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Obama’s 9/11 Remarks Honor One Nation, Divisible

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Over the course of our history, hundreds of millions of prayers have been uttered for the United States. Numerous petitions—including a yearly National Day of Prayer proclamation issued by the President and hundreds of mirrored state pronouncements by governors wishing to appear pious, or at least pretend they are doing something useful “in these troubled times”—have constantly beseeched a power beyond nature to “bless America” and keep us from harm. To no avail.

The governor of Texas has publicly asked “Divine Providence” for rain during that state’s worst dry spell since 1895. His prayers were followed by wildfires that this year have burned an area greater than half the size of Lake Erie, destroying more than 1,500 homes.

Ten years ago, on a crisp, clear September morning when a good percentage of the occupants of the World Trade Center, residents of New York City, workers at the Pentagon, and passengers on flights AA11, AA77, UA175, and UA93, had sought “God’s protection” over their families, our country witnessed a horrific failure of prayer in the form of a faith-based attack on American lives, property and ideals. There can be no doubt that in light of this tragedy of religious terror, prayer is the last thing this country needs right now.

The Freedom From Religion Foundation has sent a letter of congratulations to New York City Mayor Michael Bloomberg for possessing the good judgment and the courage to insist that the city-arranged ceremonies marking the tenth anniversary of the nightmare of 9/11 remain entirely secular. This time, no religious leaders were invited to preach lofty sermons, perform holy rituals, or intone sanctimonious incantations. The event, orchestrated by a secular government, was for all the people, not just believers. Feeling neglected and insulted, many in the religious right had complained bitterly about their inability to mark the occasion with their stamp of godliness.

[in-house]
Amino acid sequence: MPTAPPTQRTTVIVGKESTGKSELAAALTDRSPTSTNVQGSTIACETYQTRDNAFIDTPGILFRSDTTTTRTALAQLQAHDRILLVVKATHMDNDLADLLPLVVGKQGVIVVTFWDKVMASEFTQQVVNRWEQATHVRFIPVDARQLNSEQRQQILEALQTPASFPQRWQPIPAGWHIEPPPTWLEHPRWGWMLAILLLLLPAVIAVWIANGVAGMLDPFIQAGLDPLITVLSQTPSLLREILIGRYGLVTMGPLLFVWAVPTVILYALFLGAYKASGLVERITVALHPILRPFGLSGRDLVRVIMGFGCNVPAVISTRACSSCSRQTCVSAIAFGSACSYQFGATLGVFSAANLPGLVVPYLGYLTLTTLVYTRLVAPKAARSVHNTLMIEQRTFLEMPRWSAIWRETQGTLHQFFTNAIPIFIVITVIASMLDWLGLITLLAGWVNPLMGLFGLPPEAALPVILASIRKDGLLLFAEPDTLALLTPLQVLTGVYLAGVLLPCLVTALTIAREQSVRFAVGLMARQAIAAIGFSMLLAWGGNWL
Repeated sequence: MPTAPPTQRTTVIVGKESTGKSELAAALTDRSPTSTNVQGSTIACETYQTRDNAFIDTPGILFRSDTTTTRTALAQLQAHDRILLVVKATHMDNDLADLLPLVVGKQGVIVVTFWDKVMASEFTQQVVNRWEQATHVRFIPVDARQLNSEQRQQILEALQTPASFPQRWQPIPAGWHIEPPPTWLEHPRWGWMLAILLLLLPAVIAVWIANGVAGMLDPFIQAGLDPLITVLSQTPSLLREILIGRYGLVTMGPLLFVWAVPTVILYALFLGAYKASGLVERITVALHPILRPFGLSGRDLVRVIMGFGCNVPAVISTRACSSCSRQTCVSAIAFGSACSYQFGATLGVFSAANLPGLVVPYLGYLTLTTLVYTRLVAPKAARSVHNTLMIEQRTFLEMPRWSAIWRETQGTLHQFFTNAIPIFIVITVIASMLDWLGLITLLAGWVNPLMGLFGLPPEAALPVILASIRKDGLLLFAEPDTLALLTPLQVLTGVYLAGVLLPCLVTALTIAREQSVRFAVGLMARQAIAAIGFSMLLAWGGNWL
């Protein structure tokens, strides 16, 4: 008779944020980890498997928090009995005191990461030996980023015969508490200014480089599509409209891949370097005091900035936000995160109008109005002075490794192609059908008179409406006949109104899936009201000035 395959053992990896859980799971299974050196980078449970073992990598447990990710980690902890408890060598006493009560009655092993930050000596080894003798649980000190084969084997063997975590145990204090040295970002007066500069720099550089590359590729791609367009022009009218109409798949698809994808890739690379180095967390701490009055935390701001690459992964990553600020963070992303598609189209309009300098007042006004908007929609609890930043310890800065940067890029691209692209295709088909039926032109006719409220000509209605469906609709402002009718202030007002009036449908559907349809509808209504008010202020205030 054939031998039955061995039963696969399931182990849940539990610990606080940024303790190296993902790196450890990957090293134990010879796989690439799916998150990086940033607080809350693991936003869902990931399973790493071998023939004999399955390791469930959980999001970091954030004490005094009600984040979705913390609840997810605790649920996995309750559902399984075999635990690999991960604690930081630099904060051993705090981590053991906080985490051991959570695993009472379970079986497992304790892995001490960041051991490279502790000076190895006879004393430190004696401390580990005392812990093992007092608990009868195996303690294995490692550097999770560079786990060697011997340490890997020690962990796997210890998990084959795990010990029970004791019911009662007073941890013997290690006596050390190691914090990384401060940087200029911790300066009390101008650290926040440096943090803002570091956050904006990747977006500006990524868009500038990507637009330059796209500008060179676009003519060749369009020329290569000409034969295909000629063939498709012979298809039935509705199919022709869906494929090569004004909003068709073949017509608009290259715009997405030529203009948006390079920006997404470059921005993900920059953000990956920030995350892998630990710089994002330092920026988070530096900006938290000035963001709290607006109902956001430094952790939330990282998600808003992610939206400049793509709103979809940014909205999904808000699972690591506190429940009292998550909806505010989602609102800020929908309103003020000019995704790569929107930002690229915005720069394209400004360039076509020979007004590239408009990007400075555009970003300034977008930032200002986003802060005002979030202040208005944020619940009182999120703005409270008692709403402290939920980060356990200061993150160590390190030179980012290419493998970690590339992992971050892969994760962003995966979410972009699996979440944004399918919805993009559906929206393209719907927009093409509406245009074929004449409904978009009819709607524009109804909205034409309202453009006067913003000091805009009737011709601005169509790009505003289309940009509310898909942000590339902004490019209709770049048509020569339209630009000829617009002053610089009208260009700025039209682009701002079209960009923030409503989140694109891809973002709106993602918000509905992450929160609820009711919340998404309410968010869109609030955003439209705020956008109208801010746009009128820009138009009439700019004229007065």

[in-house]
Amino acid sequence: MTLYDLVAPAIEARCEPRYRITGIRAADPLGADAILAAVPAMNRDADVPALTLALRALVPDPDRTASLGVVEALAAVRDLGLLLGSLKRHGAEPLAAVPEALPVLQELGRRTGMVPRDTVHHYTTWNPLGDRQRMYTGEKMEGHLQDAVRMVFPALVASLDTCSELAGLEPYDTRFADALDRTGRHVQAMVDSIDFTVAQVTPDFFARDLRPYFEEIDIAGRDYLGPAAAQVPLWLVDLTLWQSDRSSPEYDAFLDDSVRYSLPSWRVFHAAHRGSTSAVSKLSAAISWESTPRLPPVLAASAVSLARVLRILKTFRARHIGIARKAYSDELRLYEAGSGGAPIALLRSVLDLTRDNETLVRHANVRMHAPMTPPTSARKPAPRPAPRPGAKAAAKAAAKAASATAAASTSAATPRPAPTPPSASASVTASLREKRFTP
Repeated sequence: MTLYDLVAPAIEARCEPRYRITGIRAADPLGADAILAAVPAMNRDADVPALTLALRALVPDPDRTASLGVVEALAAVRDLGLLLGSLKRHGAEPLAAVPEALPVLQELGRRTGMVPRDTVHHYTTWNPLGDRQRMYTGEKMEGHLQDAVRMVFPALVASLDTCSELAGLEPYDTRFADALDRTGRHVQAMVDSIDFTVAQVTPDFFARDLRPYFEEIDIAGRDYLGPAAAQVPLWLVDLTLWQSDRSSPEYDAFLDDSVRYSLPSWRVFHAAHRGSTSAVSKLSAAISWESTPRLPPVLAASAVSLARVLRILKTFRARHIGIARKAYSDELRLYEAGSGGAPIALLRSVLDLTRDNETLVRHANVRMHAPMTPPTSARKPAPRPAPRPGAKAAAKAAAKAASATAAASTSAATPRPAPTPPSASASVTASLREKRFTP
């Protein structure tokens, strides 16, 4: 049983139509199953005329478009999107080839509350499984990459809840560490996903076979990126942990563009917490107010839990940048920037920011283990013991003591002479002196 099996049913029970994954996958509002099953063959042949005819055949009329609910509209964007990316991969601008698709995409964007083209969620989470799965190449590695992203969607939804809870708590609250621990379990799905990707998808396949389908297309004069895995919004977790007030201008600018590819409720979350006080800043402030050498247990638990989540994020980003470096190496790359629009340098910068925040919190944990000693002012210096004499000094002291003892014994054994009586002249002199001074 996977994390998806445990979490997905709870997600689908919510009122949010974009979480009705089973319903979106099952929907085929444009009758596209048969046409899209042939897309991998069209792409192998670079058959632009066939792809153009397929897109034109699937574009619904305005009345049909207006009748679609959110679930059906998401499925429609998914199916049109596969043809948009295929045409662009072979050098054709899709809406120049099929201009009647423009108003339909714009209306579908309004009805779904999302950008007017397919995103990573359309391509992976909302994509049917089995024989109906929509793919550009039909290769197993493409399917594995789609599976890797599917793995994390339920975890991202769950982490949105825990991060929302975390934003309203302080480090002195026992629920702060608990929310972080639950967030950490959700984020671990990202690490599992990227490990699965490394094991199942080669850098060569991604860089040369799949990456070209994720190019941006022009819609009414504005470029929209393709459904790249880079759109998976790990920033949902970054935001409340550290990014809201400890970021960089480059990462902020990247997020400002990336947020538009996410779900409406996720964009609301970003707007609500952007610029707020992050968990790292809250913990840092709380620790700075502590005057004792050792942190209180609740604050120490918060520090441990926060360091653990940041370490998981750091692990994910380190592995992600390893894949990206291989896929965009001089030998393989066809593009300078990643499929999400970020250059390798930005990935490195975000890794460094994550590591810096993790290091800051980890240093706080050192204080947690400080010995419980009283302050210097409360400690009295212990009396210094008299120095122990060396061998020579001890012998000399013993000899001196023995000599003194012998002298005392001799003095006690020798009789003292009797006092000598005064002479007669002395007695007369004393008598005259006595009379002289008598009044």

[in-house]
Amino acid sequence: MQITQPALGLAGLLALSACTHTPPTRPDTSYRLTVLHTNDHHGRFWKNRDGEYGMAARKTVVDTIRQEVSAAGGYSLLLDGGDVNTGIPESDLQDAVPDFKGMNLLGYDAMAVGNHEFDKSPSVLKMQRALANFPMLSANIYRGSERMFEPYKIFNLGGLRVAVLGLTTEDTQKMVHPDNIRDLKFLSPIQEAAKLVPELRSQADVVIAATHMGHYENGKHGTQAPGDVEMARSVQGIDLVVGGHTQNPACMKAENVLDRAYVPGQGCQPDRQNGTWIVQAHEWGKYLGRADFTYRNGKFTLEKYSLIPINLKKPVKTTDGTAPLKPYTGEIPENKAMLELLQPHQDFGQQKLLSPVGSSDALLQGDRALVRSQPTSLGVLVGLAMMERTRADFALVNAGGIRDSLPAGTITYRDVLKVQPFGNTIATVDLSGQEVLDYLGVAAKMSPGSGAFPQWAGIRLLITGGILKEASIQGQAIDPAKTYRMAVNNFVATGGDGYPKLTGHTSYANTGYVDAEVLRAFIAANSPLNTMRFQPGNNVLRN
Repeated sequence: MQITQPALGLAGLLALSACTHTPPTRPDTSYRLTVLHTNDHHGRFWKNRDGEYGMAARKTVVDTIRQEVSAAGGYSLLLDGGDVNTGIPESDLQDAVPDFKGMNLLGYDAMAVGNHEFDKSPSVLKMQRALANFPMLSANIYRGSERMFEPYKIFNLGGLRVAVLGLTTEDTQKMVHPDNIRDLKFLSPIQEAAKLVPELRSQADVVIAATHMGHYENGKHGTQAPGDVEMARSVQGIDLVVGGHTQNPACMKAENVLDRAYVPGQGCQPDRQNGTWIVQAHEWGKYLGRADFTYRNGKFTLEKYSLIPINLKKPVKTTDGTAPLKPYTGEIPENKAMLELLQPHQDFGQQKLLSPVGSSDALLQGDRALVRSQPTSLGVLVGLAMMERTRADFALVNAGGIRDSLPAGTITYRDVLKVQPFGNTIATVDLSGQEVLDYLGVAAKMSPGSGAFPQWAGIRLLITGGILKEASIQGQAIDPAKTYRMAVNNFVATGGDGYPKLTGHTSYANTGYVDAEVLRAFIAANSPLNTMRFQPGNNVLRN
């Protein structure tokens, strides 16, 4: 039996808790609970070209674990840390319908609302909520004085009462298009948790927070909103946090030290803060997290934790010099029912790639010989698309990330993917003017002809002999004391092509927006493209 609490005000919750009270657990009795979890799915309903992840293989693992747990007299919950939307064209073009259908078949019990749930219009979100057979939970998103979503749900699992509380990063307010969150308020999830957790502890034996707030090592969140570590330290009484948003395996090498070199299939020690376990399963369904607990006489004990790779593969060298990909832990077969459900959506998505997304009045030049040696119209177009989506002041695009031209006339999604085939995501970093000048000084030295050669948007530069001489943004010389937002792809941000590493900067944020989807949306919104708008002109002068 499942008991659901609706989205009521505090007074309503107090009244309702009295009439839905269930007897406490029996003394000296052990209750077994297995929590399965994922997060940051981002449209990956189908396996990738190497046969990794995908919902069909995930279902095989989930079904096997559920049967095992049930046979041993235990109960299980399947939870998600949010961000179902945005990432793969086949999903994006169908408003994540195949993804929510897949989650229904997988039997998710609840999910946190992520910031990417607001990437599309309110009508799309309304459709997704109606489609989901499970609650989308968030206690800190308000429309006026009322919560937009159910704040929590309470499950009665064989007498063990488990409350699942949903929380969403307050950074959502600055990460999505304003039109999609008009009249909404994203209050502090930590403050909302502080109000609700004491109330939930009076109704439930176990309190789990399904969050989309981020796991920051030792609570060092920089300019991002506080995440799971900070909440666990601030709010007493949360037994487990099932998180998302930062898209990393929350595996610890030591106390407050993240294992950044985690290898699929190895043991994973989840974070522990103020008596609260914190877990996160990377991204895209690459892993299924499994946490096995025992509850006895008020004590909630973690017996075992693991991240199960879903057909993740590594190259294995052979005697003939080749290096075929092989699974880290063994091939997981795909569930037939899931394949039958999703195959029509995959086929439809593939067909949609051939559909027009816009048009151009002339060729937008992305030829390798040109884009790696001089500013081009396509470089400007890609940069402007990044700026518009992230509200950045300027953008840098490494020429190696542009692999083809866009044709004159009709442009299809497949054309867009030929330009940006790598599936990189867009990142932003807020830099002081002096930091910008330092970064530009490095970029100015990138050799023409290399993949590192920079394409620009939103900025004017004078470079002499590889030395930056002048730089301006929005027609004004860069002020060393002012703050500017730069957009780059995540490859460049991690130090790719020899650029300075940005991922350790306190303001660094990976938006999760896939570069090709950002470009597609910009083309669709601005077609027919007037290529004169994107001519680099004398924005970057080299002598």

But Bloomberg held his ground—his ground zero. Instead of a narrow and divisive faith-based spectacle, we observed a broader and inclusive human-based commemoration. Poems were read. Secular songs were performed. Even George W. Bush, the champion of faith-based initiatives who likes to quote Jesus, chose to read the words of Abraham Lincoln. All seemed to be going well, but just when we thought we could relax and enjoy the truly respectful ceremony, who should step up to the podium to mar the occasion by reading from the bible? Not a priest, pastor, rabbi or slick megachurch evangelist. It was none other than President Obama, the leader of our secular nation, who decided to inject his own personal god into the public proceedings. Not only was this very bad taste—akin to someone inviting a former abusive husband to make comments at your second wedding—it was grossly insensitive to the spirit of the occasion. Obama’s entire remarks consisted of reading Psalm 46 (from the Protestant New King James Version of the Bible):